Trial opens over firing of pregnant Ohio teacher
Tuesday, May 28, 2013
CINCINNATI (AP) — A Roman Catholic archdiocese and two of its schools violated the civil rights of a teacher who was fired after she became pregnant through artificial insemination, her attorney told jurors Tuesday.
Christa Dias was terminated simply for being pregnant and unmarried, and it’s illegal to fire an employee for being pregnant, her attorney Robert Klingler told federal jurors during opening statements of the trial over Dias’ lawsuit against the Archdiocese of Cincinnati and the schools.
Klingler started his statement by showing jurors a photo of Dias’ daughter, who is now 2 years old.
He said Dias had always wanted a child even after realizing she was gay and decided on artificial insemination to become pregnant. She also loved her job teaching computer classes at the schools and believed herself to be “a good teacher and a good moral person,” he said. Dias, who is not Catholic, did not know that artificial insemination would be considered a violation of her contract and Catholic doctrine, he said.
But Steven Goodin, representing the archdiocese and the schools, said there was no discrimination. He says Dias was fired “for intentionally violating a contract.”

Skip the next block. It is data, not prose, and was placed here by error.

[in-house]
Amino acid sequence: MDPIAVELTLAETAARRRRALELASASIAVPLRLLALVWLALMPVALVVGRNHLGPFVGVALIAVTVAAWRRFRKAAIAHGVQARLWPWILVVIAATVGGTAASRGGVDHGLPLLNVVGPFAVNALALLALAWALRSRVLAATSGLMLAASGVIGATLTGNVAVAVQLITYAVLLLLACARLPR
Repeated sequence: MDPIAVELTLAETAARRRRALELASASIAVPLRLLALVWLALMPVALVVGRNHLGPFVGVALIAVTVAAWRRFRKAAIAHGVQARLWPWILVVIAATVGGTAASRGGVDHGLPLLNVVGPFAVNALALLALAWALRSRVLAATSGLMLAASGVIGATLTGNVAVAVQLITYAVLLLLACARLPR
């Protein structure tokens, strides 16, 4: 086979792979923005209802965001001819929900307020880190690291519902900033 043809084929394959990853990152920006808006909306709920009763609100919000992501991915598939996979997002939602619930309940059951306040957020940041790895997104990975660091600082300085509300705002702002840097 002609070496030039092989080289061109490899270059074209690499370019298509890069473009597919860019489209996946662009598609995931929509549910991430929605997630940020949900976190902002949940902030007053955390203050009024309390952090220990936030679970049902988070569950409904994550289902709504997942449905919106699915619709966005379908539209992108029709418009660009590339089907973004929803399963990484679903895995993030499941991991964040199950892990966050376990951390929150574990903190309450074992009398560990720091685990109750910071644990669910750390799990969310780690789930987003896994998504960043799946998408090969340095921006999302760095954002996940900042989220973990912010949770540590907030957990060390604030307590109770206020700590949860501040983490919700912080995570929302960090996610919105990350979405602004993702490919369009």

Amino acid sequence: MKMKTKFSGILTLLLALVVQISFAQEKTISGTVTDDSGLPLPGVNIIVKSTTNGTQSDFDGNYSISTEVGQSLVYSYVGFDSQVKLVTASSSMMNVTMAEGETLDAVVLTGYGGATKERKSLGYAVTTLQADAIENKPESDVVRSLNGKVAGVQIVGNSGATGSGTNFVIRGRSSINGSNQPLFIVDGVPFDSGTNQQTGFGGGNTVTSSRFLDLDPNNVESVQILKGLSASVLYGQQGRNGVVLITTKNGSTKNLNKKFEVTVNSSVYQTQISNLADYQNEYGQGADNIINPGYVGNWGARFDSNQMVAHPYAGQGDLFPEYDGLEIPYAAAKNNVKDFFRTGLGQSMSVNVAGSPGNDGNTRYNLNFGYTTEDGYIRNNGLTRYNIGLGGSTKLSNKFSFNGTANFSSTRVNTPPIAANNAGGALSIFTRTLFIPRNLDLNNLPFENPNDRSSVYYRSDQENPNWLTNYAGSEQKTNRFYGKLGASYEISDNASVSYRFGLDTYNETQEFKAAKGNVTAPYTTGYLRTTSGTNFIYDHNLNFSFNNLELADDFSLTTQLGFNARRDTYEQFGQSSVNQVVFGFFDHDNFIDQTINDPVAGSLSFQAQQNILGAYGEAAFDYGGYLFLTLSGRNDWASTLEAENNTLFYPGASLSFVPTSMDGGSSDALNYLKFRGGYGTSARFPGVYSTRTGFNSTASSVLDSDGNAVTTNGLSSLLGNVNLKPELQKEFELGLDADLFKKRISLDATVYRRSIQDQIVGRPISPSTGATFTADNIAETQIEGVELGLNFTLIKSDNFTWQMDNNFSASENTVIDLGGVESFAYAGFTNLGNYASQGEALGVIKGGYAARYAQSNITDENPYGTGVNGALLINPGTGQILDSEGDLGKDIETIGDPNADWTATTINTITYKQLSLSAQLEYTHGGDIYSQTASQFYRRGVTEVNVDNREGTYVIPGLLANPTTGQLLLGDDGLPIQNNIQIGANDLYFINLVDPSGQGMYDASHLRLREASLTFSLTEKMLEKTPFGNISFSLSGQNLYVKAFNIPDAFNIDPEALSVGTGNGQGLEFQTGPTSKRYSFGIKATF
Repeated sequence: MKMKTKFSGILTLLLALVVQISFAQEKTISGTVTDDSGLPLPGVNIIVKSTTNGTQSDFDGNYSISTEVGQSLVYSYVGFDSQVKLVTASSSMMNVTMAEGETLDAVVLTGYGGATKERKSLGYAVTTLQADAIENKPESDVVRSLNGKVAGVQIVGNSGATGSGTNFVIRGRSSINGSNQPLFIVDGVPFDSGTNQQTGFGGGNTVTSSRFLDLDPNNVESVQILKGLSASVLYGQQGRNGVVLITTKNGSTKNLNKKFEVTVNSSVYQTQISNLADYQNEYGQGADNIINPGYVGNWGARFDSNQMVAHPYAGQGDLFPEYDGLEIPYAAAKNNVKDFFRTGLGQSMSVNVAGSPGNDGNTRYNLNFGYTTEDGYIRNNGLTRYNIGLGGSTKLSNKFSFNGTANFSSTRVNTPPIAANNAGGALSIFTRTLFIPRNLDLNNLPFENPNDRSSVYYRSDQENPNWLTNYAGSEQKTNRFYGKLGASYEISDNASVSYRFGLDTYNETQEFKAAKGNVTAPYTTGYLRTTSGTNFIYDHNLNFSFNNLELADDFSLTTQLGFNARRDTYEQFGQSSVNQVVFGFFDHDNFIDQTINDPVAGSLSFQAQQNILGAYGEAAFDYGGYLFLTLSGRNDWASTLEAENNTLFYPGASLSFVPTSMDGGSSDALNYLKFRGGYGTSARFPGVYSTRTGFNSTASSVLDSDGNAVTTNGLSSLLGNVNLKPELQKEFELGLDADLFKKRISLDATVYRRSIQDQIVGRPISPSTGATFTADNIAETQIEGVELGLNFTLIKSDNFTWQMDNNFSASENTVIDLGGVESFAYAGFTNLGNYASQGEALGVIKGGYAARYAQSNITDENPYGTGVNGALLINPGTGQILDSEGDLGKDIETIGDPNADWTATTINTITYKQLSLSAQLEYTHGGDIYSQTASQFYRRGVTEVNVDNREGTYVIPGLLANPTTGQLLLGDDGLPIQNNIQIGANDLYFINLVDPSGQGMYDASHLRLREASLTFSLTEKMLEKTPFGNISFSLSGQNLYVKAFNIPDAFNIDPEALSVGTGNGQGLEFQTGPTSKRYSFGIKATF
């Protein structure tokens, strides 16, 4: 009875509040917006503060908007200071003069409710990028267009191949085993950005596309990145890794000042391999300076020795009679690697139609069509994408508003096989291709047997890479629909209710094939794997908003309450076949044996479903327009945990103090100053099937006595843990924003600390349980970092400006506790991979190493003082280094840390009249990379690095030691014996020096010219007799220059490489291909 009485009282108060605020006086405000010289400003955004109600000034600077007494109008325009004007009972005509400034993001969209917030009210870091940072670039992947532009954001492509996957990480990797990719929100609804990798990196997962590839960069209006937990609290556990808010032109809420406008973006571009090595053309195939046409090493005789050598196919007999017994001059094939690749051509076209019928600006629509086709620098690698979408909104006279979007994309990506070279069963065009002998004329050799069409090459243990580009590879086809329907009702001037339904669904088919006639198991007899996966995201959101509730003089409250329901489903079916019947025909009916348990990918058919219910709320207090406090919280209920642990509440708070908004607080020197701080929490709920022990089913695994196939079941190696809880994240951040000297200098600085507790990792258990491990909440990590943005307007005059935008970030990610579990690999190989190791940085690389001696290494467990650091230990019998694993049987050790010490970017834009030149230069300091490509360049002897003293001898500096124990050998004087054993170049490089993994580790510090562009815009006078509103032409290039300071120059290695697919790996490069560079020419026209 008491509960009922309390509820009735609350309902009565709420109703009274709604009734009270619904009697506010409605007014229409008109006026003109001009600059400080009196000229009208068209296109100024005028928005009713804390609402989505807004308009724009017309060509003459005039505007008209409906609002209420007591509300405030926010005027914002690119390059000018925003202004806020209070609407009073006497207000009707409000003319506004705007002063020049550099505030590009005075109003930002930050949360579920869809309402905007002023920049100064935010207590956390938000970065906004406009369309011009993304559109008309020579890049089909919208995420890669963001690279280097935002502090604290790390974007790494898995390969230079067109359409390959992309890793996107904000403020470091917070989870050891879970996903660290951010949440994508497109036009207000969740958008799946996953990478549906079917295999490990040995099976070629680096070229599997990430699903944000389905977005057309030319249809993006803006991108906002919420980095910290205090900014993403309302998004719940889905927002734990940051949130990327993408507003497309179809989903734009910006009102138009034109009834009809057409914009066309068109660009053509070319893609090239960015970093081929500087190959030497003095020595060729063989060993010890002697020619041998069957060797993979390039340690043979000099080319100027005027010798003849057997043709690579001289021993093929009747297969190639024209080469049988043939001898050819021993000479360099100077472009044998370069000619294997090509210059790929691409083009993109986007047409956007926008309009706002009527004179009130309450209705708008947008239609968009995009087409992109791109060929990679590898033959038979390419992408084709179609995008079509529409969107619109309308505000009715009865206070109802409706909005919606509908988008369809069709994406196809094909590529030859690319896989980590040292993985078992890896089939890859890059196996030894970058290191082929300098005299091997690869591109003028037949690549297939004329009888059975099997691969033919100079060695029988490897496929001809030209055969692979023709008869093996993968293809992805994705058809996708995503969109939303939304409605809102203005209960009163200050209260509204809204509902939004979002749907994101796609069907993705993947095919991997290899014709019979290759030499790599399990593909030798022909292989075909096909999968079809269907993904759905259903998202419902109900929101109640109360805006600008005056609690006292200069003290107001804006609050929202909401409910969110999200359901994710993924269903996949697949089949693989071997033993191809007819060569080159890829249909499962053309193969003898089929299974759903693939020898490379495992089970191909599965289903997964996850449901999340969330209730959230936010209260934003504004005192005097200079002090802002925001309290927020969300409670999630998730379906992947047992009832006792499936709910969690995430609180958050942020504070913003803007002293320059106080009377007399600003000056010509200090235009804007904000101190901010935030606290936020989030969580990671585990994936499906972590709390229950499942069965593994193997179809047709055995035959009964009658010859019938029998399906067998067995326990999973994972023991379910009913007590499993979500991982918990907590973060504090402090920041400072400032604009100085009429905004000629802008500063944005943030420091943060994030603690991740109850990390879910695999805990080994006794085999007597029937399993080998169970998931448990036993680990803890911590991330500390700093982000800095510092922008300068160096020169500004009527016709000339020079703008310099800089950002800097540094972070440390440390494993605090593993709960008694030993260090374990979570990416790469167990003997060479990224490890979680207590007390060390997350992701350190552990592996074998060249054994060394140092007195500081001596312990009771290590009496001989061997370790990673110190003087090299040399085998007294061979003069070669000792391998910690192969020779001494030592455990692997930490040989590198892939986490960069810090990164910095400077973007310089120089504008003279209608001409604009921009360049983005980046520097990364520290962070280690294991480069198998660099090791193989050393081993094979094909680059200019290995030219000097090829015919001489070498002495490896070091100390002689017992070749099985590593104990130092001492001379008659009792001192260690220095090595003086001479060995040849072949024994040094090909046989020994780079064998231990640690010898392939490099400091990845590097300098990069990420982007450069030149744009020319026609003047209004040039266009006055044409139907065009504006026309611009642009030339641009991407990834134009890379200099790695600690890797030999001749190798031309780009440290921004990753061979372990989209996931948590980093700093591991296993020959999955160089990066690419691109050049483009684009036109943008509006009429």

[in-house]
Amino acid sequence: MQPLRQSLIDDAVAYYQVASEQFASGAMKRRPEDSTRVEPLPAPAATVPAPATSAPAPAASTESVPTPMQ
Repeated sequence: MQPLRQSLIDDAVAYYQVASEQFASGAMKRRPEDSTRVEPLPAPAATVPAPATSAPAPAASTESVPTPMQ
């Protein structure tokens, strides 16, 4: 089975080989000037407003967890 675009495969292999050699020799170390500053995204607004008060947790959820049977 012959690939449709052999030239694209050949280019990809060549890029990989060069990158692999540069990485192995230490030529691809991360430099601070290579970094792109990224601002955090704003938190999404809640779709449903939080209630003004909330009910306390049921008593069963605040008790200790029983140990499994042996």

Goodin pointed out to jurors a clause in the employment contract saying employees must “comply with and act consistently in accordance with the stated philosophy and teachings” of the Catholic church and the schools’ policies and directives.
The archdiocese has said that artificial insemination violates that doctrine and is immoral.
Goodin noted that Dias is gay and therefore “shouldn’t have signed a contract knowing that she was violating” church doctrine.
While the lawsuit does not claim Dias was fired because of her sexual orientation, Goodin said she kept the fact that she was gay a secret, because she knew the church doesn’t approve of homosexual acts.
“That all goes to her credibility,” he said.
Goodin said the lawsuit is “about money, plain and simple.” Even if jurors should find his clients did something wrong, “the evidence will show that Ms. Dias is not entitled to any damages,” he said.
Dias is seeking unspecified damages to cover lost wages and “for the pain and emotional stress,” Klingler said.
The archdiocese also has argued that Dias was a ministerial employee and the Supreme Court has said religious groups can dismiss those employees, but Klingler insists Dias had no such duties.
The case, viewed as a barometer on the degree to which religious organizations can regulate employees’ lives, is the second lawsuit that’s been filed in the last two years against the archdiocese over the firing of an unmarried pregnant teacher.
Kathleen Quinlan, who taught first grade at Ascension Catholic School in Kettering in suburban Dayton, said she was told to resign or she would be fired, on the same day she told the school’s principal in December 2011 that she was expecting.
Dias’ lawsuit alleges that church policy isn’t equally enforced against men and women.
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